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Intel Announces 'Sandy Bridge' Core Processors


Today, Intel announced their next generation processor architecture known as "Sandy Bridge" (or 2nd Generation Core processor). The new processors are built on the 32nm process and integrate the processor, memory controller and graphics on the same die. In particular the new integrated graphics performance is significantly improved over previous Intel's previous chips.

TechReport summarizes the changes:

Sandy Bridge is, essentially, a next-generation replacement for Intel's primary CPUs for desktops and laptops .... At the heart of Sandy Bridge is an essentially new processor microarchitecture, the most sweeping architectural transition from Intel since the introduction of the star-crossed Pentium 4. Nearly everything has changed, from the branch predictors through the out-of-order execution engine and into the memory subsystem. The goal: to achieve higher performance and power efficiency, even on single-threaded tasks, where the integration of multiple CPU cores hasn't been much help.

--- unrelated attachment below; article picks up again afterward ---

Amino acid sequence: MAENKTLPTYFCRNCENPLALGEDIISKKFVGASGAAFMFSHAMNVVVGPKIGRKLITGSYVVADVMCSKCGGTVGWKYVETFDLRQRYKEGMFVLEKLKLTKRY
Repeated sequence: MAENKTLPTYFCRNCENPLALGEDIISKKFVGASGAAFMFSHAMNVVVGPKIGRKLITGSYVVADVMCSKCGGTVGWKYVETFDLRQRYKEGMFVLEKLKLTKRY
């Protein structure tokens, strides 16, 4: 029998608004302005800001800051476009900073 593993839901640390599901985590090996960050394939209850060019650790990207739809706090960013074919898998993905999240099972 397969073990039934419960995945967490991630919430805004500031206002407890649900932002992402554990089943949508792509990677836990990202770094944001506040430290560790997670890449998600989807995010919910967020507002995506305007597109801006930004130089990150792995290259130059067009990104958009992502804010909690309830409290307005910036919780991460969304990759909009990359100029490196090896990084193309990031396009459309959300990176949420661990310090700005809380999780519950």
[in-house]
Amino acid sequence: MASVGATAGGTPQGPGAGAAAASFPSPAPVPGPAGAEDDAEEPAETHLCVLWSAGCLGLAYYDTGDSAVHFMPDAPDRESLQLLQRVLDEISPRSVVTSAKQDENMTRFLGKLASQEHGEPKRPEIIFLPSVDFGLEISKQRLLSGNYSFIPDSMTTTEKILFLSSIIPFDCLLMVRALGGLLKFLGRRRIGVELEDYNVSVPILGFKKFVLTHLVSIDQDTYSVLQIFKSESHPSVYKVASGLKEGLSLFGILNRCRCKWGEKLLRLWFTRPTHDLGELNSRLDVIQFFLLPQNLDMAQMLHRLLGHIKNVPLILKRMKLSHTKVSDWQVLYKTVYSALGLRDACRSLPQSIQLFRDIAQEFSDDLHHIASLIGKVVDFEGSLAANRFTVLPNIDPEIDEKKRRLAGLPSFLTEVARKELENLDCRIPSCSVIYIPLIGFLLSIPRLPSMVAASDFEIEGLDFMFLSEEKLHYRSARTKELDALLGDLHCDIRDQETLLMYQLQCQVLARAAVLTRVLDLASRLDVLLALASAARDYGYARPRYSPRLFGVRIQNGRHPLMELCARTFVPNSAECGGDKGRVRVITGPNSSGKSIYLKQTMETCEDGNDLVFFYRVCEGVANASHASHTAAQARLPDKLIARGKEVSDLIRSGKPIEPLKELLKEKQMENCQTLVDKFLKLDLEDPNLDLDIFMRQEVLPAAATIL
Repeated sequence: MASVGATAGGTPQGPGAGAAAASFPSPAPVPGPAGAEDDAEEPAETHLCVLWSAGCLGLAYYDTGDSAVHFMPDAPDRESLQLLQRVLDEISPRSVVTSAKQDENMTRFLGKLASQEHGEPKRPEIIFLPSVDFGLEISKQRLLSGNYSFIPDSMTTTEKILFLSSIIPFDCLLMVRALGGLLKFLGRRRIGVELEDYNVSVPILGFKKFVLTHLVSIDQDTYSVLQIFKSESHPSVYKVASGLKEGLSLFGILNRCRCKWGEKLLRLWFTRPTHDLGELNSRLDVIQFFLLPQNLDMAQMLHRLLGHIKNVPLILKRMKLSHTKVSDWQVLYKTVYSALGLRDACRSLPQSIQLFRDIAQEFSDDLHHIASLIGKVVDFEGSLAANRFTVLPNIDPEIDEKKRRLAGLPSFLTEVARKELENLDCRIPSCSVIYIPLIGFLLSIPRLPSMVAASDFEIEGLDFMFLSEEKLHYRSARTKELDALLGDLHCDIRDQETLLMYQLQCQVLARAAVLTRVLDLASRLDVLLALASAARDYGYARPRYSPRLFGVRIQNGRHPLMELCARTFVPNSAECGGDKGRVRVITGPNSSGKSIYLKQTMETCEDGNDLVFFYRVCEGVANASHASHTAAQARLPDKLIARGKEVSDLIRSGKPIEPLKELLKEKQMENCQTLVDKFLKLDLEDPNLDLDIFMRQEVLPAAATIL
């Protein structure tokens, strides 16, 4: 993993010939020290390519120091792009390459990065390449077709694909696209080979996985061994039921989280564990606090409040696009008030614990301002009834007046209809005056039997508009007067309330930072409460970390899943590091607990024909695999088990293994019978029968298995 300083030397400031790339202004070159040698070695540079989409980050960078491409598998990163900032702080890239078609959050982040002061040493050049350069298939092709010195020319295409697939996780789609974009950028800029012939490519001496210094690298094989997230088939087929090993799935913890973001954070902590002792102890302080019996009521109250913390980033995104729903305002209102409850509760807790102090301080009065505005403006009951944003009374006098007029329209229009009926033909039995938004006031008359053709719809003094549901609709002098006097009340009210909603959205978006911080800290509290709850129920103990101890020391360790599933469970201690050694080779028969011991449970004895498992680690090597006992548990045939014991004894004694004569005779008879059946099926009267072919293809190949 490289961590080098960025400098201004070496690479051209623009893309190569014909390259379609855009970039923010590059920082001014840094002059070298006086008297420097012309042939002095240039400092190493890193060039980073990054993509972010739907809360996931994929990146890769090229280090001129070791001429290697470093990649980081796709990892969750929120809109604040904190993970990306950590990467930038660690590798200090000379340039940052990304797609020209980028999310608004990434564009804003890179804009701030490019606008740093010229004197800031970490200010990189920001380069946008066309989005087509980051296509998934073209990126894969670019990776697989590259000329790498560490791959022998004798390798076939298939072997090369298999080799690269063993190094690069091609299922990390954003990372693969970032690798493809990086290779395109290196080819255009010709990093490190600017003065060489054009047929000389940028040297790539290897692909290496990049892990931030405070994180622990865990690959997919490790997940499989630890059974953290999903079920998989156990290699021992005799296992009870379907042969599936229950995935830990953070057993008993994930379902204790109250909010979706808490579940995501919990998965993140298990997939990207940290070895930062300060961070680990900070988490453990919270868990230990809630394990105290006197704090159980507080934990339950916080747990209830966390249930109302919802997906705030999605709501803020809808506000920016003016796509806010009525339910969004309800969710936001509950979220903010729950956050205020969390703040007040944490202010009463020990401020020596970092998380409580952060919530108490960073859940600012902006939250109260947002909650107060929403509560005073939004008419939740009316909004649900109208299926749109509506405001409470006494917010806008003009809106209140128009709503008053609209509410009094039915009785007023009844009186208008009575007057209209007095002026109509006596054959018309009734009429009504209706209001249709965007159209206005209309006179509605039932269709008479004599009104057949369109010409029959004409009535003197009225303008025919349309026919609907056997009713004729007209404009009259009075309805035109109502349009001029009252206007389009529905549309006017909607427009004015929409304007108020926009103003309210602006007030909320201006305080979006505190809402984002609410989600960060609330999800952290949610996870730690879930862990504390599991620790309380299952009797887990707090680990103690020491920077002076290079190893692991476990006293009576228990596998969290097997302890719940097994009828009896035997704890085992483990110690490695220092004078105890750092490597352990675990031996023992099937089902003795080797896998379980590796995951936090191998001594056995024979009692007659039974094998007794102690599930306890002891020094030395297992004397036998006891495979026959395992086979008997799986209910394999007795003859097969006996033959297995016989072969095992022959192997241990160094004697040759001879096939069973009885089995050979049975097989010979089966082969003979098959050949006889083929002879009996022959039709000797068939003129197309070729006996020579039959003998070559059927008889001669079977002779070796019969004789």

Anandtech in particular notes that the new processor architecture is a major step forward for laptops, significantly closing the price/performance gap between desktops and laptops.

Also promising for Mac users is that they found the graphics performance generally exceeded that found in the NVIDIA 320M that is presently used in the MacBook and MacBook Airs in Low detail settings:

Again, Sandy Bridge delivers playable performance in every single title at 768p and "Low" detail settings. What's more, it actually surpasses the GeForce 320M in Apple's MacBook Pro 13 in five out of six games (the exception being STALKER).

Performance, however, did lag in Medium detail settings. Intel's previously poor integrated graphics performance was seen as one of the reasons why Apple has stuck with pairing of previous generation Intel processors and NVIDIA 320M GPUs.

Overall, Anandtech is impressed with the performance and battery life of the new chips:

Not only do we get 50 to 100% better performance than the previous generation high-end Intel mobile chips, but we also get more than double the integrated graphics performance and battery life in most situations should be similar to Arrandale, if not better. And that's looking at the quad-core offerings!

Meanwhile, dual core and low-power versions of Sandy Bridge processors are expected to arrive next month.

Related roundup: MacBook Air